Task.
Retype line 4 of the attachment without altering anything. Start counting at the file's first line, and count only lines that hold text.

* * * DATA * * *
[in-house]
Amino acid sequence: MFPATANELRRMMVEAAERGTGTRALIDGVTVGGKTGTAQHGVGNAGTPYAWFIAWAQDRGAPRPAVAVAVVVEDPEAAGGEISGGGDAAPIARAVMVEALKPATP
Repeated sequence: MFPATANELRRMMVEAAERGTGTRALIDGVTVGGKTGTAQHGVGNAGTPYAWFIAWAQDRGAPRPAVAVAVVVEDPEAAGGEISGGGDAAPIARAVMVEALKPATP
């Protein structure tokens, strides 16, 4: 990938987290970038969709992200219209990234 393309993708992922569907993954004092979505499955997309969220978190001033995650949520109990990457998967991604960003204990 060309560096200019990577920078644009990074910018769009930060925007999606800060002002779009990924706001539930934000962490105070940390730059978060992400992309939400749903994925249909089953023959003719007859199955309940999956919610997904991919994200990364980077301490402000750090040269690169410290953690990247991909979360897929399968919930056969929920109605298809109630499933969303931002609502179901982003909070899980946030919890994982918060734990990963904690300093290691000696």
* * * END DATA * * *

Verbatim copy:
């Protein structure tokens, strides 16, 4: 990938987290970038969709992200219209990234 393309993708992922569907993954004092979505499955997309969220978190001033995650949520109990990457998967991604960003204990 060309560096200019990577920078644009990074910018769009930060925007999606800060002002779009990924706001539930934000962490105070940390730059978060992400992309939400749903994925249909089953023959003719007859199955309940999956919610997904991919994200990364980077301490402000750090040269690169410290953690990247991909979360897929399968919930056969929920109605298809109630499933969303931002609502179901982003909070899980946030919890994982918060734990990963904690300093290691000696």